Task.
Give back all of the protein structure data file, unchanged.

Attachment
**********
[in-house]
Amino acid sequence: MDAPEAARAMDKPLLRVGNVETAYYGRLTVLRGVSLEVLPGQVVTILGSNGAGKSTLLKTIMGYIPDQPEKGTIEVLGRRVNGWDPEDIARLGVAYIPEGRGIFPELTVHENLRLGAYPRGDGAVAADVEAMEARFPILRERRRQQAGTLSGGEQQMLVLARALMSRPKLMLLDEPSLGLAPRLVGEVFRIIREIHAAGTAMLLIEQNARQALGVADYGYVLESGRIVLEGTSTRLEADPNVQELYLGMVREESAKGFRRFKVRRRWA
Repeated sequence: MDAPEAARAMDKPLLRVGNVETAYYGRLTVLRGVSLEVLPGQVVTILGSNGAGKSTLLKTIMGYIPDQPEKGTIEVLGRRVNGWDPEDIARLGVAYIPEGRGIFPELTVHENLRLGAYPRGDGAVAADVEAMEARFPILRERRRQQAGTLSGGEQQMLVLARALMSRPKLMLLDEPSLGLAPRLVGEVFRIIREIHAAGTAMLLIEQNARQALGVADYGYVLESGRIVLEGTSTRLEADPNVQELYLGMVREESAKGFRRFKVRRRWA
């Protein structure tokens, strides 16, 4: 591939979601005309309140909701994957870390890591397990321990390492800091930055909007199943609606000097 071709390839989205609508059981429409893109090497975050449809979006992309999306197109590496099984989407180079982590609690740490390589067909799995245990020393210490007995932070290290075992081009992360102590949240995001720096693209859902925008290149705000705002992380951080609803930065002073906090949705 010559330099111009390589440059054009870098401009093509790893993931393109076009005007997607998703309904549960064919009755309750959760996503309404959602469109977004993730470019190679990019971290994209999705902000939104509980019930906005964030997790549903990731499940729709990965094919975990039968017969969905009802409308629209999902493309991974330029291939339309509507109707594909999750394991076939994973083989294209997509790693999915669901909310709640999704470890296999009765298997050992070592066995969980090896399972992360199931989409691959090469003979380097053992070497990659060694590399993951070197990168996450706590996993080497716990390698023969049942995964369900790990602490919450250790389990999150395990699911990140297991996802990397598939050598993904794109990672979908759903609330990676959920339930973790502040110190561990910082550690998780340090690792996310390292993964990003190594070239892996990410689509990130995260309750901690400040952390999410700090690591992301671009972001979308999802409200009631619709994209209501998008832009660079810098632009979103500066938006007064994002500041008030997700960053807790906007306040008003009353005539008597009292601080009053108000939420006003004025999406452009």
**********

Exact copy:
[in-house]
Amino acid sequence: MDAPEAARAMDKPLLRVGNVETAYYGRLTVLRGVSLEVLPGQVVTILGSNGAGKSTLLKTIMGYIPDQPEKGTIEVLGRRVNGWDPEDIARLGVAYIPEGRGIFPELTVHENLRLGAYPRGDGAVAADVEAMEARFPILRERRRQQAGTLSGGEQQMLVLARALMSRPKLMLLDEPSLGLAPRLVGEVFRIIREIHAAGTAMLLIEQNARQALGVADYGYVLESGRIVLEGTSTRLEADPNVQELYLGMVREESAKGFRRFKVRRRWA
Repeated sequence: MDAPEAARAMDKPLLRVGNVETAYYGRLTVLRGVSLEVLPGQVVTILGSNGAGKSTLLKTIMGYIPDQPEKGTIEVLGRRVNGWDPEDIARLGVAYIPEGRGIFPELTVHENLRLGAYPRGDGAVAADVEAMEARFPILRERRRQQAGTLSGGEQQMLVLARALMSRPKLMLLDEPSLGLAPRLVGEVFRIIREIHAAGTAMLLIEQNARQALGVADYGYVLESGRIVLEGTSTRLEADPNVQELYLGMVREESAKGFRRFKVRRRWA
């Protein structure tokens, strides 16, 4: 591939979601005309309140909701994957870390890591397990321990390492800091930055909007199943609606000097 071709390839989205609508059981429409893109090497975050449809979006992309999306197109590496099984989407180079982590609690740490390589067909799995245990020393210490007995932070290290075992081009992360102590949240995001720096693209859902925008290149705000705002992380951080609803930065002073906090949705 010559330099111009390589440059054009870098401009093509790893993931393109076009005007997607998703309904549960064919009755309750959760996503309404959602469109977004993730470019190679990019971290994209999705902000939104509980019930906005964030997790549903990731499940729709990965094919975990039968017969969905009802409308629209999902493309991974330029291939339309509507109707594909999750394991076939994973083989294209997509790693999915669901909310709640999704470890296999009765298997050992070592066995969980090896399972992360199931989409691959090469003979380097053992070497990659060694590399993951070197990168996450706590996993080497716990390698023969049942995964369900790990602490919450250790389990999150395990699911990140297991996802990397598939050598993904794109990672979908759903609330990676959920339930973790502040110190561990910082550690998780340090690792996310390292993964990003190594070239892996990410689509990130995260309750901690400040952390999410700090690591992301671009972001979308999802409200009631619709994209209501998008832009660079810098632009979103500066938006007064994002500041008030997700960053807790906007306040008003009353005539008597009292601080009053108000939420006003004025999406452009």